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The Best CD in America

Note: This Discover Bank CD is no longer available: See Four CDs That Protect Against a Bond Bubble for more current information and how to find the best rates
I've written about CD rates too good to be true. Well here is one I've checked out that is both really good and true, though even the bank itself may not know how good it can be for investors. Here are the features of this certificate of deposit:

Featured CD

    • Pays a rate of 2.25 percent APY for a two year period, allowing a withdrawal after the two years.
    • Gives you an option to earn 3.50 percent APY for as long as you'd like over the next eight years. If you find a better rate or need the money any time during this eight year period, just withdraw as little or much as you'd like with no penalty.
    • If you do leave the funds invested for the ten year period, you will get a one-time bonus payment of 2.58 percent of original principal.
    • The CD is federally insured by the FDIC.

What makes this CD so good?
There is wide range of opinion as to whether we will be going into an inflationary or deflationary environment over the next ten years. If it turns out we have an inflationary environment, long-term CDs and bonds will be paid back with less valuable dollars, leaving investors much better off opening two year CDs and reinvesting when rates are much higher. If we have deflation, earning 3.50% annually will be looking pretty good.

This featured CD gives us the best of both worlds. It pays investors 2.23 percent APY over a two year period. By comparison, at the time of this writing, shows the highest two year CD paying 2.00 percent APY, while shows one at 2.15 percent APY.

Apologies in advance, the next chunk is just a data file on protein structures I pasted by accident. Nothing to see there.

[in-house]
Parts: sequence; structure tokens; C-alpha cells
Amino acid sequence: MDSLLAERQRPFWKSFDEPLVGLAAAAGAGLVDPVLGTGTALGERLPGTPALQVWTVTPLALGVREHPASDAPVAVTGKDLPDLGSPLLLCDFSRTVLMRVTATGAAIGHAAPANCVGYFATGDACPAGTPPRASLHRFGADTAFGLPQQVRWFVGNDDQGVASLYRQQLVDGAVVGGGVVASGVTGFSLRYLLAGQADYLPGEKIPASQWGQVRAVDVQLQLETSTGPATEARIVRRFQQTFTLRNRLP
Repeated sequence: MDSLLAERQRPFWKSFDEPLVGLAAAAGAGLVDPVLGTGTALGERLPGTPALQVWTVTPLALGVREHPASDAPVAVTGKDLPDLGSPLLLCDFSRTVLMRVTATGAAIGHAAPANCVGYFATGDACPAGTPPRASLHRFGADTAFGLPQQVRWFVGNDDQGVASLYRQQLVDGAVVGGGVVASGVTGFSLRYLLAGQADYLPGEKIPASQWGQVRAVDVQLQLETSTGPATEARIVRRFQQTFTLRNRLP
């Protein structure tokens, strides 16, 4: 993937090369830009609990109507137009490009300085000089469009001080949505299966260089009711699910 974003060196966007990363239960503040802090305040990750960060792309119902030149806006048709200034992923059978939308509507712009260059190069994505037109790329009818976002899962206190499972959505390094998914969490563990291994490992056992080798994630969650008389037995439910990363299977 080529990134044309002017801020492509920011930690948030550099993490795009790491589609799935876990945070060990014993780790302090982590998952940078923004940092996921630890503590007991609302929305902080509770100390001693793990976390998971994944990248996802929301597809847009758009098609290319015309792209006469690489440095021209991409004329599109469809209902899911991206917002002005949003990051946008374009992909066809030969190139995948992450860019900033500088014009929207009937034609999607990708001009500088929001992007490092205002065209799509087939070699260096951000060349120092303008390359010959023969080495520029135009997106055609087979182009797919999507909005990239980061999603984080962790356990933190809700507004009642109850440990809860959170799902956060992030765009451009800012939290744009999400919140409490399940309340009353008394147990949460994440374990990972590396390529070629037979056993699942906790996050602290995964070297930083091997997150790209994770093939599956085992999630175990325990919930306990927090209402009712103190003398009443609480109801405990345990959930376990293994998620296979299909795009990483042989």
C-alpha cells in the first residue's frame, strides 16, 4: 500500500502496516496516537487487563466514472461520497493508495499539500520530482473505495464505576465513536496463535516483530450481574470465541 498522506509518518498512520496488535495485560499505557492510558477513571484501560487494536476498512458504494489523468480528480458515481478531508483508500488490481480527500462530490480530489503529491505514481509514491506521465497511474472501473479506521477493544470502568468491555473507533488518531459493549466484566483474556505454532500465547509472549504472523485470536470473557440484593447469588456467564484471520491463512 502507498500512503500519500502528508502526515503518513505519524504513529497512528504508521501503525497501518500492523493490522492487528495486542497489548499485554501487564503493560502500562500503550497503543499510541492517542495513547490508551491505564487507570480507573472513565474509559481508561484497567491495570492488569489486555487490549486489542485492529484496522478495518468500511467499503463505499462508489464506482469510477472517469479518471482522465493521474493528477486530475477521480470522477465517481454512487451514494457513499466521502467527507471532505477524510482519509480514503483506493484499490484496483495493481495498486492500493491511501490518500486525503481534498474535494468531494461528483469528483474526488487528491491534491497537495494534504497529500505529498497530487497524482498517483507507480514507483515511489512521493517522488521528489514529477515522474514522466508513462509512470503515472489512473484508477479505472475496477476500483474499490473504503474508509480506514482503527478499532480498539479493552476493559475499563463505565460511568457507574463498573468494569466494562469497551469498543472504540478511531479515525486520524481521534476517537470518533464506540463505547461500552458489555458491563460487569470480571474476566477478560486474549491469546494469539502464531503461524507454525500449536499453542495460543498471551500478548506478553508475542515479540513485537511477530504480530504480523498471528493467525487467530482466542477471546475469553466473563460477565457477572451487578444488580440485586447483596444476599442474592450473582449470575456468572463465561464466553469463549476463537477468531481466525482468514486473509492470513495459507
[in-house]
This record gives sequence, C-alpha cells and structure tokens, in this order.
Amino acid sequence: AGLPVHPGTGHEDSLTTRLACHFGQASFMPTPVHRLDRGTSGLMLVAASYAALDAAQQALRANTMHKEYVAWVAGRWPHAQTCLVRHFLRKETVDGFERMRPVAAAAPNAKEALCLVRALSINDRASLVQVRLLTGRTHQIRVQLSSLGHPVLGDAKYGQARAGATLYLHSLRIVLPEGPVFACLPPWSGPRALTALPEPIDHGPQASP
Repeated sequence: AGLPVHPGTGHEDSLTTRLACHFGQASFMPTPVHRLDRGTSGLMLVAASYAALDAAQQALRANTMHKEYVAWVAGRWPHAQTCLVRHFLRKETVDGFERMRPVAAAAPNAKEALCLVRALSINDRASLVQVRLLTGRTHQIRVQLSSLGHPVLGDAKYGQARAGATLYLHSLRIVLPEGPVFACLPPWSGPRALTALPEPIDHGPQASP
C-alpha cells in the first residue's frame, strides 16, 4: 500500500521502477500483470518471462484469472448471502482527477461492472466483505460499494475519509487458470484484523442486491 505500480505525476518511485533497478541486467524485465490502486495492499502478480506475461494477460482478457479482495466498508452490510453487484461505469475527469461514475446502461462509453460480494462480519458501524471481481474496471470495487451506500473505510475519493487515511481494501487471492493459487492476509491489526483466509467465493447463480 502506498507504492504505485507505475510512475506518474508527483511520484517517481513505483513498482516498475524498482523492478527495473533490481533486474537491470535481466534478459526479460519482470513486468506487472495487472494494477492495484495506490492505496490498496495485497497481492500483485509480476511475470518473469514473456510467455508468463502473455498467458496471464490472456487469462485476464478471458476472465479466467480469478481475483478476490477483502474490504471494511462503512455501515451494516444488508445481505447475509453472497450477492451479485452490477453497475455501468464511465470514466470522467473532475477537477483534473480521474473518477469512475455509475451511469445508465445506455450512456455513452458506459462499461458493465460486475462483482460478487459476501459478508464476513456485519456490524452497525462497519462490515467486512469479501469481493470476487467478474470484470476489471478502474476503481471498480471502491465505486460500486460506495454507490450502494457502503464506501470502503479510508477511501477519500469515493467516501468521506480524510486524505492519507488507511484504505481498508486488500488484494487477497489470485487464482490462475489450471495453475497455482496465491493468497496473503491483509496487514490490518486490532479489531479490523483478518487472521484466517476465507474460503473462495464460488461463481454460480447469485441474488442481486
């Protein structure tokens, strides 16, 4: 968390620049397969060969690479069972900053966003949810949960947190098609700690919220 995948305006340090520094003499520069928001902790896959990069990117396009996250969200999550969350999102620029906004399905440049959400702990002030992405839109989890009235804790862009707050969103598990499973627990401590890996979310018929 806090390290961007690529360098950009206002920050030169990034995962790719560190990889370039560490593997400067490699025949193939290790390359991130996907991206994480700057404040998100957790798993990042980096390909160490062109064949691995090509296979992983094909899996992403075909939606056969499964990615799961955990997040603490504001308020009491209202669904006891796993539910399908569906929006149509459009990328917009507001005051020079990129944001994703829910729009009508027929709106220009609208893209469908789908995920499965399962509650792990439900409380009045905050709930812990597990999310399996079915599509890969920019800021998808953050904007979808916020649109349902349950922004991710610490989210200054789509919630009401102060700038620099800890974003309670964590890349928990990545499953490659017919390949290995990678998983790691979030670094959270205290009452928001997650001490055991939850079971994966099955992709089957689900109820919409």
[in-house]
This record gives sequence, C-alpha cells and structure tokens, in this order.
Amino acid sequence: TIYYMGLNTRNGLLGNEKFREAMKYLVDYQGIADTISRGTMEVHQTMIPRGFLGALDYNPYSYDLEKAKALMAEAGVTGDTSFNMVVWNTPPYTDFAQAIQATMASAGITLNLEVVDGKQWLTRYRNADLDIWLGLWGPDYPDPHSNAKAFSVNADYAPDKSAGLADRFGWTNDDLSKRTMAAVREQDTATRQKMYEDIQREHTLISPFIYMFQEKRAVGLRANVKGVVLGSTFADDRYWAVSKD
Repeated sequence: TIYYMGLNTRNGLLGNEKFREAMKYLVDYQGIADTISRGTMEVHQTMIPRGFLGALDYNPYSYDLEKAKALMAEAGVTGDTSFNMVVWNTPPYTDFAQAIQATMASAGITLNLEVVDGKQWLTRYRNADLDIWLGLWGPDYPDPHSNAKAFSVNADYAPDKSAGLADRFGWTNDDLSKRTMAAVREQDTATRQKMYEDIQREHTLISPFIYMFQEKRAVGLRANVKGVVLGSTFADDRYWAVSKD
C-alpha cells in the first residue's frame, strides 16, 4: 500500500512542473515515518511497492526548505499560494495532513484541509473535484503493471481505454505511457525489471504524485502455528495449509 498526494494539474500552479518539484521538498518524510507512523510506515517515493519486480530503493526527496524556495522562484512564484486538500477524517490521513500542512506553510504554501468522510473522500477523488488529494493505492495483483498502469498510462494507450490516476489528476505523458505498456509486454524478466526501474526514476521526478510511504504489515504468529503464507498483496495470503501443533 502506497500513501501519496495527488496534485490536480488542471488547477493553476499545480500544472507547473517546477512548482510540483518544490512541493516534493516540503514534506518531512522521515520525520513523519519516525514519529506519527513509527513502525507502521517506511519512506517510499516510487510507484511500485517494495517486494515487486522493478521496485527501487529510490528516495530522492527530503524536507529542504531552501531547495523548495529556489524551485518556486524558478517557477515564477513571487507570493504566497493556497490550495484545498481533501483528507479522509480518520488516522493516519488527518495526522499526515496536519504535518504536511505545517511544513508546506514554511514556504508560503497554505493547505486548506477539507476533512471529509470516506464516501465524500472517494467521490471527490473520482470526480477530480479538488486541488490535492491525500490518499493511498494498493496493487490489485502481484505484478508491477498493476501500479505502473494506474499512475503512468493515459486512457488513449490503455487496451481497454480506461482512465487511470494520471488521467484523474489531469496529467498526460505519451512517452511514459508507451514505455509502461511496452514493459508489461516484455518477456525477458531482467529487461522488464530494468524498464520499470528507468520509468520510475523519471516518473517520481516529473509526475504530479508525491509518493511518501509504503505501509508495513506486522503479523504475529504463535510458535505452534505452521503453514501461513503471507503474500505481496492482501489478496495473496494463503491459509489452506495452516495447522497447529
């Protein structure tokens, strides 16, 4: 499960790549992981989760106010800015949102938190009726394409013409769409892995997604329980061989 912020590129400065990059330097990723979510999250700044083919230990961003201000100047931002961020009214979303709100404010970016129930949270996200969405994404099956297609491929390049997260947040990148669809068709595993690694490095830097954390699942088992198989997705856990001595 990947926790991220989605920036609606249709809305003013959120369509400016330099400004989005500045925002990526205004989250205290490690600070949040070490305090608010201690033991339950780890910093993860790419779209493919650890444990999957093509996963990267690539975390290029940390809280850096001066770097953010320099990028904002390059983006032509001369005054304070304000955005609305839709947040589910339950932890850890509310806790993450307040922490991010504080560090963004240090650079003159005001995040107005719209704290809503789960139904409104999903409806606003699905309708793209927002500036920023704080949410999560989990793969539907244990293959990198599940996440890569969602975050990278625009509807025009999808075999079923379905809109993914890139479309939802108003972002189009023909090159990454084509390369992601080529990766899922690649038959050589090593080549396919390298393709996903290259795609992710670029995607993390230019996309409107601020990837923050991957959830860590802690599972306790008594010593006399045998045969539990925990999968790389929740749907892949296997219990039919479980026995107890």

This CD not only pays higher than any two year CD, it also gives you the option to earn at the 3.50 percent APY after the first two years without one iota of risk. Thus, after two years, you earn 3.50 percent risk free if you want. But if rates have skyrocketed by then, you have the option to just withdraw your money after two years and go for that better rate.

In a have-your-cake-and-eat-it-too nutshell, you earn higher short-term rates than the highest paying institution, and lock in the option of a 3.50 percent return going forward, if it's to your benefit. What's not to love?

Enough Already - What's this CD?
This CD really does exist, though I'm going to have some explaining to do. It's a ten-year CD at Discover Bank paying 3.50 percent APY.

Before you think I've mislead you, this CD has an early withdrawal penalty of nine month's simple interest. By my calculations, earning 3.50 percent APY for two years and then paying this penalty results in a net 2.23 percent APY. Curiously it's far higher than the 1.85 percent APY Discover is currently paying on their two-year CD. That means you'd be better off opening a ten year CD and paying the penalty than you would be by opening a two year CD.

In effect, Discover Bank is paying you to take out an option to hedge your bet on what interest rates will actually do. The longer you leave the money in, the greater your annualized return.

It gets even better
Finally, I've confirmed with Discover Bank that you can take out any accrued interest without incurring a penalty. For example, after five years, your CD would have grown by 16.16% and you can withdraw this without any penalty. Finally, Discover Bank throws in an extra .05 percent yield if you are a AAA member.

My advice
I'm essentially using this Discover CD as an off-label use much in the way Viagra was originally designed for treating high blood pressure. Like Viagra, or so I've heard, this CD seems to work quite well for the off-label use. Check out the facts for yourself and always remember to stay below FDIC insurance limits.

Check out the early withdrawal penalties at each institution before opening up a CD. The penalties vary from simple interest to much more severe charges. Find institutions with high rates and low penalties.

Author's note
I have owned a Discover Bank CD for over a year and a half. I just opened a second one - the ten year CD with the AAA bonus featured above.

Is a 3.45 APY CD Too Good To Be True?
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